The New Standards Rule noted that "[t]he test procedure amendments established in the 2012 test procedure final rule are required to be used in conjunction with the amended standards promulgated in this ... final rule." 79 Fed. Reg. at 17, 735. In that 2012 Test Procedure Rule, DOE incorporated the method for calculating the TDA of CRE required by statute. 77 Fed. Reg. 10, 292, 10, 318 (Feb. 21, 2012). As shown above, the maximum allowable daily energy consumption for some units is dependent on their TDA.

         To measure the TDA of a CRE unit, one must take certain measurements of the unit and enter those measurements into a general equation.[8] One of those measurements is the "Length of Commercial Refrigerated Display Merchandiser" ("L"). 79 Fed. Reg. at 22, 299. Under DOE's energy efficiency standards, "L" is directly proportional to a CRE unit's maximum energy consumption level: the longer the display on a CRE unit, the more energy a CRE unit is allowed to consume on a daily basis. Therefore, the precise definition of "L" will impact the energy efficiency standards. However, the 2012 Test Procedure "contain[ed] no figures or illustrations instructing a user how to perform this measurement." Id.

         DOE issued a notice of proposed rulemaking on October 28, 2013, which proposed a clarification on the meaning of "L" in the 2012 Test Procedure Rule. 78 Fed. Reg. 64, 296, 64, 309-12.[9] That definition would have corresponded to the total length of the transparent area on CRE but would have not included any opaque or non-transparent areas. Id. at 64, 309-10. Several companies, however, submitted comments, contending that the "industry has always treated the length 'L' as the 'length of the commercial refrigerated display merchandiser' from inside wall to inside wall, disregarding the presence of non-transparent mullions[10] and door frames." 79 Fed. Reg. at 22, 300.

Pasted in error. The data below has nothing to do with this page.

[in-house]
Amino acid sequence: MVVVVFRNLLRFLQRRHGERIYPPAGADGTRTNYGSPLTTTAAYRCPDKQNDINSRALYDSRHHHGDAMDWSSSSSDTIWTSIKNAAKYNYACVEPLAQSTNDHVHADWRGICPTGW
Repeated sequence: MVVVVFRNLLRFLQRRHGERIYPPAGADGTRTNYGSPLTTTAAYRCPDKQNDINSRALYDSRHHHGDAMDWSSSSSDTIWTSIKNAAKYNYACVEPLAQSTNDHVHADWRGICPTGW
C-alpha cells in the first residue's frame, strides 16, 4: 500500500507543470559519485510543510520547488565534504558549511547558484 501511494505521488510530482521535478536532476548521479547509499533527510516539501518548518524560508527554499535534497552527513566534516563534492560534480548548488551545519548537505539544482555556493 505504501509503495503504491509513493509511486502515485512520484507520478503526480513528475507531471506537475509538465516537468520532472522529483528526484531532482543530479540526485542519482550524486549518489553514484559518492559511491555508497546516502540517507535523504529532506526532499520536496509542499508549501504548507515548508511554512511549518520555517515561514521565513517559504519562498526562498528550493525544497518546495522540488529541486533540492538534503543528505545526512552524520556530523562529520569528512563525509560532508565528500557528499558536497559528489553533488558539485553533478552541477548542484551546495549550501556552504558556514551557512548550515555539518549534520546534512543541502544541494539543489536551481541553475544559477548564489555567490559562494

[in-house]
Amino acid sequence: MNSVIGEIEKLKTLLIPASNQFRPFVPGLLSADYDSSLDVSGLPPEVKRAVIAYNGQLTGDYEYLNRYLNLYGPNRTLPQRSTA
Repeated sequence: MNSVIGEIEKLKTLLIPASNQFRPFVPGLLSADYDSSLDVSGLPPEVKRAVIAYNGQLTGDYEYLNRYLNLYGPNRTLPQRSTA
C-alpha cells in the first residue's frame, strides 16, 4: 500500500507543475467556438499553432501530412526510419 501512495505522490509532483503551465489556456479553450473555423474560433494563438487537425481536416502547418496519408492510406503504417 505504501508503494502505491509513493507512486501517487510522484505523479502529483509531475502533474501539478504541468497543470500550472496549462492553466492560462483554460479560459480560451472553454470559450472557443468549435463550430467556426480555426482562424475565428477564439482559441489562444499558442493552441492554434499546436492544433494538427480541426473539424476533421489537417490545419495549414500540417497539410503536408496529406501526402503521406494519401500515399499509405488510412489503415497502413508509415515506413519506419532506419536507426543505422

A little less than a month after the CRE standards were published, on April 21, 2014, DOE published a CRE test procedure that clarified how energy efficiency was to be measured. Id. at 22, 278. In light of the comments it received, DOE departed from its proposed rule and published a CRE test procedure that was "consistent with and clarifie[d] current industry practice and the existing provisions of the DOE test procedure." Id. at 22, 301. According to this final rule, "L" was defined "as the interior length of the CRE model, provided no more than 10 percent of that length consists of non-transparent material." Id. The rule provided further clarification on measuring "L" for units where more than ten percent of the surface was not transparent. Id.

         D. Petitions for Review

         NAFEM timely filed a petition for review on May 23, 2014, challenging the New Standards Rule. Four days later, on May 27, 2014, AHRI and Zero Zone filed a petition similarly challenging the New Standards Rule. AHRI and Zero Zone then filed a petition challenging the 2014 Test Procedure Rule on June 19, 2014. Upon AHRI's and Zero Zone's motion, we consolidated the petitions.

         II

...